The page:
Von Ziegasar Goes 'Psycho'
Cindy Eagan, at Little, Brown Books for Young Readers, bought North American rights to a reimagining of Gossip Girl by the series creator, Cecily von Ziegesar. Sara Shandler at Alloy Entertainment brokered the deal, and the book, Gossip Girl, Psycho Killer, will riff on the original title that launched the popular YA line about a group of wealthy Upper East Side teenagers who attend a posh Manhattan private school. The book, which will be a mashup in the style of Pride and Prejudice and Zombies, is, as a rep at LBYR put it, "a serial killer version of the original Gossip Girl novel... or, put another way, ‘Gossip Girl: Slasher Edition.' " In Psycho Killer Blair Waldorf and Serena van der Woodsen—the two central characters of the series—become the "most fabulous, trendsetting serial killers" around. The title, which will be released under LBYR's Poppy imprint, is scheduled for October 2011.

Ballantine Heads to the Orient
Susanna Porter at Ballantine took North American rights, for six figures at auction, to Kim Fay's debut historical novel, In Yellow Babylon. The book is set in the Far East during the 1920s and, according to agent Alexandra Machinist at the Linda Chester Agency, who closed the deal, it blends elements of Raiders of the Lost Ark with The Piano Teacher. Justin Manask at Office for Literary Adaptation is handling the film rights.

Workman LMAO for ‘Parents Text'
In his first acquisition at Workman, Bruce Tracy bought North American rights at auction, for mid–six figures, to Sophia Fraioli and Lauren Kaelin's When Parents Text. Brian DeFiore, of DeFiore and Company, brokered the deal for the authors, who spun the book out of their popular Web site, which features the often unintentionally hilarious results of parents communicating with their kids via text. Whenparentstext.com has, per DeFiore, received millions of unique visitors since launching two months ago. The authors are both recent college graduates who have moved back in with their folks. Howie Sanders at UTA is handling the film rights.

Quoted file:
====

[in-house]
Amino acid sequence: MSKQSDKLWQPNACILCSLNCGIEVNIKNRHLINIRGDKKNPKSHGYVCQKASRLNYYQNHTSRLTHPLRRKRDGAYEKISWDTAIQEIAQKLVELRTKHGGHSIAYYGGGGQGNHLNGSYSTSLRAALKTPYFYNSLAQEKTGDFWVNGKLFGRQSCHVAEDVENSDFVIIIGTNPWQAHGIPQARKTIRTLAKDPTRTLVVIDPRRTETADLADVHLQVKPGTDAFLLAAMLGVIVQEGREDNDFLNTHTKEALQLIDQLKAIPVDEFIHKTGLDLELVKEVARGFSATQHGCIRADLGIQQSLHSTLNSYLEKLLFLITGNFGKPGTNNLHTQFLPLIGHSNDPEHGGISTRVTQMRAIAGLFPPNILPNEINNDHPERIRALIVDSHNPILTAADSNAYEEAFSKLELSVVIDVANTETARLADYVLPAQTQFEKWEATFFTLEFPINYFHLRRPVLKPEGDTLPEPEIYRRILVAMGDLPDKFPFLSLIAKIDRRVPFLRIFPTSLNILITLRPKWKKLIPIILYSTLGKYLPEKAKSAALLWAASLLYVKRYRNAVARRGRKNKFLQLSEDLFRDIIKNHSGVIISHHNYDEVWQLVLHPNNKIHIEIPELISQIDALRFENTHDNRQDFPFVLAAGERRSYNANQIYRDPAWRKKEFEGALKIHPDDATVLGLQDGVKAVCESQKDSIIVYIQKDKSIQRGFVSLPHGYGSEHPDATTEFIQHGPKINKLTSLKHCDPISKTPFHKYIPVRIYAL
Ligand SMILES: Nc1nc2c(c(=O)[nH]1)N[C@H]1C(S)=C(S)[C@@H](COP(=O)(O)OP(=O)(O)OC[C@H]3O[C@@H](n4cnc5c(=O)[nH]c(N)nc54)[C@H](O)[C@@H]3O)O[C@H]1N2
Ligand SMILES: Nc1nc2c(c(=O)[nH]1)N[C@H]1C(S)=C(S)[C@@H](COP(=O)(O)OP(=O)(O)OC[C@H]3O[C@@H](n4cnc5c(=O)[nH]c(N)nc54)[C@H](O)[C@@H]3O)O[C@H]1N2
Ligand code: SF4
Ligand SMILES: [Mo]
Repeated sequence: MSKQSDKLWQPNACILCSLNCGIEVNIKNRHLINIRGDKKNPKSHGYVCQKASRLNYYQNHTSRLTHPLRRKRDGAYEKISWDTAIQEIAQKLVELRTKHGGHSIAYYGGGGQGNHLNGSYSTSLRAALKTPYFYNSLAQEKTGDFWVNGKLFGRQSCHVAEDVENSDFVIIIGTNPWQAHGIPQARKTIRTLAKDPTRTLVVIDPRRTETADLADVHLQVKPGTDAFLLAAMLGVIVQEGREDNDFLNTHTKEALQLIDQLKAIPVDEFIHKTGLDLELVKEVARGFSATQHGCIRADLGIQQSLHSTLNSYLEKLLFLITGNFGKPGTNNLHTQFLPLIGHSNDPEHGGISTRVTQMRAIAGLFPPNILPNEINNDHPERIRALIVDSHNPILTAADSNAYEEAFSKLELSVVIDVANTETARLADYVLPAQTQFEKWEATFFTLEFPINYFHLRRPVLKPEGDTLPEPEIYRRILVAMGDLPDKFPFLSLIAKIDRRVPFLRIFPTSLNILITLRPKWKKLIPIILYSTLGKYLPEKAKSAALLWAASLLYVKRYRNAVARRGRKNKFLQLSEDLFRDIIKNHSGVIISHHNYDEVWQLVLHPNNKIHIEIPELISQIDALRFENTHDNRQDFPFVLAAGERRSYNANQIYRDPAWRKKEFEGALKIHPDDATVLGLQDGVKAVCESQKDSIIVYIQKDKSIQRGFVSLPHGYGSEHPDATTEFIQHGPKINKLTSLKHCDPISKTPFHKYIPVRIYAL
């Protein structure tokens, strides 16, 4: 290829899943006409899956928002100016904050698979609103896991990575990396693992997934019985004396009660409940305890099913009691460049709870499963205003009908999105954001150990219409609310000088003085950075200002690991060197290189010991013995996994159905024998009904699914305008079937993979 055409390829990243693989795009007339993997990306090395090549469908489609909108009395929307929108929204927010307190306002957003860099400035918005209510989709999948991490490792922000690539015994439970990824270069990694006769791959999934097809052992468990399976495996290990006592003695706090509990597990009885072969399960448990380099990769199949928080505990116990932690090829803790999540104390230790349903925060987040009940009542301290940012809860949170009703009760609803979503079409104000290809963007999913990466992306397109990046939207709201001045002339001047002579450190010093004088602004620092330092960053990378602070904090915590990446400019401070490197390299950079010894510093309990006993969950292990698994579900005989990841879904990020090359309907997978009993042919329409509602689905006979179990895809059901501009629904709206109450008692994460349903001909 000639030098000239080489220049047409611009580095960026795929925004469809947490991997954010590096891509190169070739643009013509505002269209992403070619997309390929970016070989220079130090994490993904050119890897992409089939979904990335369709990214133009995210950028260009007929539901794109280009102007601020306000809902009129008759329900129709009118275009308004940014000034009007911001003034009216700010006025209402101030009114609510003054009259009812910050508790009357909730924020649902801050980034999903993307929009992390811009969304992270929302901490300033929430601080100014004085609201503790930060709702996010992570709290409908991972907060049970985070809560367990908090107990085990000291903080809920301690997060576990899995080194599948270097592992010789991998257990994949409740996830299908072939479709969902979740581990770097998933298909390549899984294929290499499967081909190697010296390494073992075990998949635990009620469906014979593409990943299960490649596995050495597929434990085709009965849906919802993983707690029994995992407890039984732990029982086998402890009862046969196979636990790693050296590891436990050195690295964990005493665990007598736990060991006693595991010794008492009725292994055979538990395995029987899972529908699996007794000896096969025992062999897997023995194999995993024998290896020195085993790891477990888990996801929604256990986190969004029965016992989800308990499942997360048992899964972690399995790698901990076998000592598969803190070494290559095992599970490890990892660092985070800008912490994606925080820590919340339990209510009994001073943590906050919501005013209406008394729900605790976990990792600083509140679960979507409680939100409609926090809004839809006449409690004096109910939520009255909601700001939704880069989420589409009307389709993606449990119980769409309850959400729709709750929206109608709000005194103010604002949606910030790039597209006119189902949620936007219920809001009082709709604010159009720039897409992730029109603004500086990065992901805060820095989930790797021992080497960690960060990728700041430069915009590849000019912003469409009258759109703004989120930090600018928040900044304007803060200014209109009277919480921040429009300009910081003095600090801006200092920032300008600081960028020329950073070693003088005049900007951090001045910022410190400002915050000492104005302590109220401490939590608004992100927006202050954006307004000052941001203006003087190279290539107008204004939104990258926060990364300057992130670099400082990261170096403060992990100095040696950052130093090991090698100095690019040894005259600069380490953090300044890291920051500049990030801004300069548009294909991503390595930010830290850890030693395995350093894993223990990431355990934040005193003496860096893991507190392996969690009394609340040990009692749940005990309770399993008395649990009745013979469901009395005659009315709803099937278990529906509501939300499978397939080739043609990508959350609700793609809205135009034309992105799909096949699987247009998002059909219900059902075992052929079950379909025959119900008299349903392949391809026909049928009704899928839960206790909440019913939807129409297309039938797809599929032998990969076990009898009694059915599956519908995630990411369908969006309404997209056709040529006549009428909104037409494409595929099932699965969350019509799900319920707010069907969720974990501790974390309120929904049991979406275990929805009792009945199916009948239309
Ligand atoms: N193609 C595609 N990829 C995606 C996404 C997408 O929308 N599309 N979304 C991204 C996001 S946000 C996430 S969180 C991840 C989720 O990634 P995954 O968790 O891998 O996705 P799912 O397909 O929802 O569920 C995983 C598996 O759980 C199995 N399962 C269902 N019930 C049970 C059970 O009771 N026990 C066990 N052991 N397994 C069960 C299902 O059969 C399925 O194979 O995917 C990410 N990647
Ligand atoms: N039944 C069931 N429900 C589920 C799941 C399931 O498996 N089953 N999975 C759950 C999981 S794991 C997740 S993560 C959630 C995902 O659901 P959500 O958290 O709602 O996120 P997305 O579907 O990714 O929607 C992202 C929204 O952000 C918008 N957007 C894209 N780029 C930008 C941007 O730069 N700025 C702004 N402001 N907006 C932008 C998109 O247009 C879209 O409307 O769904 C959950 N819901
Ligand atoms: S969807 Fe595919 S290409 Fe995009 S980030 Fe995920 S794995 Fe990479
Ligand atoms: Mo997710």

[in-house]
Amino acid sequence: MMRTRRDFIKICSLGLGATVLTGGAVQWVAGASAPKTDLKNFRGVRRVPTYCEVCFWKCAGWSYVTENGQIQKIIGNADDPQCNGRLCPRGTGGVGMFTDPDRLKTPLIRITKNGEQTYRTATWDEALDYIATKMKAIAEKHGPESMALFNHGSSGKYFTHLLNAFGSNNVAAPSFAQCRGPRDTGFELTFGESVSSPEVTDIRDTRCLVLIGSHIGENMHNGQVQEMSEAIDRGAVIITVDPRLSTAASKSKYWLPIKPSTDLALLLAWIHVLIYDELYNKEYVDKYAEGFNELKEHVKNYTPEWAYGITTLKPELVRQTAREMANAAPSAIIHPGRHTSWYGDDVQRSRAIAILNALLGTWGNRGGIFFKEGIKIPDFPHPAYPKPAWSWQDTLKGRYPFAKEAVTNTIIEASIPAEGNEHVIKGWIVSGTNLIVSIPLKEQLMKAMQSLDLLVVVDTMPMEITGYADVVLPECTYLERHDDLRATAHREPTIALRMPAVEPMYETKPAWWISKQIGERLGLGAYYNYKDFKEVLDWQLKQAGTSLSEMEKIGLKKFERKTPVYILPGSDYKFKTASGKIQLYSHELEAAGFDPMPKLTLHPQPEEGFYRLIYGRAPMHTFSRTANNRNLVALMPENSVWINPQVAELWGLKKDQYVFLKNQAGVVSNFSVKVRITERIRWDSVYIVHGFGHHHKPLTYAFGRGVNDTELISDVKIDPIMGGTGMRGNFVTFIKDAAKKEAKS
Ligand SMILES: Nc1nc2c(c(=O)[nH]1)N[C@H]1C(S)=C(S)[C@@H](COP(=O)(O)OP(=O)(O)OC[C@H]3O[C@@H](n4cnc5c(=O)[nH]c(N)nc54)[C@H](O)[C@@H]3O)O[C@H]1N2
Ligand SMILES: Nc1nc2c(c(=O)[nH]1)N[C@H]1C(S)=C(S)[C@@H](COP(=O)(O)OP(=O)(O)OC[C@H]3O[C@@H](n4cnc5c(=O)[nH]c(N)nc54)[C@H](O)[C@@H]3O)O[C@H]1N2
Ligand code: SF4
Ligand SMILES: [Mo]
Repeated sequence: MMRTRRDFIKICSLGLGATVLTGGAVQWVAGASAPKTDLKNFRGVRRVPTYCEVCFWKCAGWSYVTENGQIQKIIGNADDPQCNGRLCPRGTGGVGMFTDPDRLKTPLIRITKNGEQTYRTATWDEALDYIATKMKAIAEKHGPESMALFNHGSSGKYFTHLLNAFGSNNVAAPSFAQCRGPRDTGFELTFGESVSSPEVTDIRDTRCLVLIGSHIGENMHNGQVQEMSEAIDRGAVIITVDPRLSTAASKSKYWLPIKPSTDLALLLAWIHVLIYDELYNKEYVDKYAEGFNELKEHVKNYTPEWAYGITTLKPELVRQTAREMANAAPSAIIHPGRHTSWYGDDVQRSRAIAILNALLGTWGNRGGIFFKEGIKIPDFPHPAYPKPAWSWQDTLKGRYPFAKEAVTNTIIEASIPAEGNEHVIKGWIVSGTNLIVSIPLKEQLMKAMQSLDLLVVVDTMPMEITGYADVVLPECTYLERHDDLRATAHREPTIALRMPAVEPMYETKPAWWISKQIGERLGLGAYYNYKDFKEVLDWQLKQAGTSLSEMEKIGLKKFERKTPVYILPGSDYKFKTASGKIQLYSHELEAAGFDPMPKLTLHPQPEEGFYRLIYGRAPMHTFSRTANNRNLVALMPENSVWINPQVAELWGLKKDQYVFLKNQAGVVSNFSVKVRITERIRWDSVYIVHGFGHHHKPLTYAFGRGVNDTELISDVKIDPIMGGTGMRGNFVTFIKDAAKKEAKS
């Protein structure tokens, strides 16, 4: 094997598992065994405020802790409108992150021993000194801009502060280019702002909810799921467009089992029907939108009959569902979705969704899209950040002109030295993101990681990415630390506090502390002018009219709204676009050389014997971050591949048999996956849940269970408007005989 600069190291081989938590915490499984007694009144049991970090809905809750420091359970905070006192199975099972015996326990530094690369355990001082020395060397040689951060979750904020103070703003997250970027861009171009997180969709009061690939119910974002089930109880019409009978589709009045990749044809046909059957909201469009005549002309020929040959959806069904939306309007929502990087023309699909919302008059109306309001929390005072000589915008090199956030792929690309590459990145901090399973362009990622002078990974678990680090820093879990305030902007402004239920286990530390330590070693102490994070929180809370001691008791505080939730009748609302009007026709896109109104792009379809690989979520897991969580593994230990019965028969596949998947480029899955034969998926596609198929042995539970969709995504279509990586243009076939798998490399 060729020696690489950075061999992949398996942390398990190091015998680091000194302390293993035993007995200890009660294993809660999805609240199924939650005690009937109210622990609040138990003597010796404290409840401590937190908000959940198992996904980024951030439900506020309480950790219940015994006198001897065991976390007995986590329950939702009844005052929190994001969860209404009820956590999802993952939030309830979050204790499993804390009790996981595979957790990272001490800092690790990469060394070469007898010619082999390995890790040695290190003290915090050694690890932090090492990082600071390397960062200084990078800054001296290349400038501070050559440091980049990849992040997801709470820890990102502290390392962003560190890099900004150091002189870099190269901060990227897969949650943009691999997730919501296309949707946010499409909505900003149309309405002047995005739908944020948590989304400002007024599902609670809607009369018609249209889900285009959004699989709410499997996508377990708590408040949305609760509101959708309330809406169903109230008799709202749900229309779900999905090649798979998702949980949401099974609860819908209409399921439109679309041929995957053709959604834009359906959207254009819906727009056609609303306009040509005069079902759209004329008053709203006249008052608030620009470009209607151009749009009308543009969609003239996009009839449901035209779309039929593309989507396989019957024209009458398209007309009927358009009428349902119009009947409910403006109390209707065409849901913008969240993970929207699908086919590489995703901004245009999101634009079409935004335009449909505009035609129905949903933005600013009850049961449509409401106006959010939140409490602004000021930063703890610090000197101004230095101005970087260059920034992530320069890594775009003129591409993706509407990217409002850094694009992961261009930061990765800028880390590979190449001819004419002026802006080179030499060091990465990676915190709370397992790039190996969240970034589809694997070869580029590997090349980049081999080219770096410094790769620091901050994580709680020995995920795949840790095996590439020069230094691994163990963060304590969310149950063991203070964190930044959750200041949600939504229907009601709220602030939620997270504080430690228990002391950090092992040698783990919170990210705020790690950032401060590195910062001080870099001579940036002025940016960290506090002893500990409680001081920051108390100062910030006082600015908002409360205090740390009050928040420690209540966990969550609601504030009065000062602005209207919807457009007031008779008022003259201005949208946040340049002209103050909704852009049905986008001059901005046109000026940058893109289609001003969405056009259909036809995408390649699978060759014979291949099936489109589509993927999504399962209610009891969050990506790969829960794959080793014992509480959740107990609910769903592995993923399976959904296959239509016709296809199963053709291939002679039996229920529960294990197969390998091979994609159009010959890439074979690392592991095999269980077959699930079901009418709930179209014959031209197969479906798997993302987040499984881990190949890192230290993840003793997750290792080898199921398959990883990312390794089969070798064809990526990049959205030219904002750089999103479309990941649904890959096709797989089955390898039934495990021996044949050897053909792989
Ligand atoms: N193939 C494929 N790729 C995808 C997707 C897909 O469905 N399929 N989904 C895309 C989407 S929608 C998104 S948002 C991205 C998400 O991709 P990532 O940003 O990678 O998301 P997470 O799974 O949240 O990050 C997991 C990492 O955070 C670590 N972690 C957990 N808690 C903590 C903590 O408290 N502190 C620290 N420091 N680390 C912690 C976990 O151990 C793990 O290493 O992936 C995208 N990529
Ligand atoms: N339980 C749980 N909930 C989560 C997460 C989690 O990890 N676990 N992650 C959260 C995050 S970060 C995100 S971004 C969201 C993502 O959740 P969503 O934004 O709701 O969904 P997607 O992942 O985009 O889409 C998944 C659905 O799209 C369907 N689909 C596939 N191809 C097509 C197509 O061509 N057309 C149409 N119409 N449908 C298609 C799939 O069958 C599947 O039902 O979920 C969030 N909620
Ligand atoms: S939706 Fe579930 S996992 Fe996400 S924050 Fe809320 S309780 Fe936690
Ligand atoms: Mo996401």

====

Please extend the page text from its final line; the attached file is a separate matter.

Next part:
Free Press Tests Its 'IQ'
Mollie Glick at Foundry Literary + Media sold North American rights to Tracy and Ross Alloway's The New IQ. Emily Loose at Free Press bought the title at auction, beating out five other bidders. The husband-and-wife team delivers a science book that, as Glick put it, "uses cutting edge research to shed new light on our everyday lives." In the work, which Glick compared to titles like Emotional Intelligence and The Female Brain, the authors present their research that working memory, not IQ, is the chief factor in deciding how successful a person can be. The authors' research has been written about widely, and the notable shift in their thinking on brain science, Glick said, is that working memory, unlike IQ, can be improved, and, in addition to affecting our professions, also factors into our personal happiness. Ultimately, Glick noted, the book "offers an engaging new way of understanding how our minds work."

Penguin Explores Army Gaming
Eamon Dolan, v-p and editor-in-chief at Penguin Press, took world rights to Corey Mead's Games of War. Agent E.J. McCarthy handled the deal. The nonfiction title examines the military's use of video games to both teach and recruit. McCarthy said the book is the first to explore this topic. Mead, who teaches English at Baruch College, has long been following what McCarthy called the Serious Games movement—which focuses on using games for purposes other than entertainment—and the "rise of the ‘military entertainment complex.' "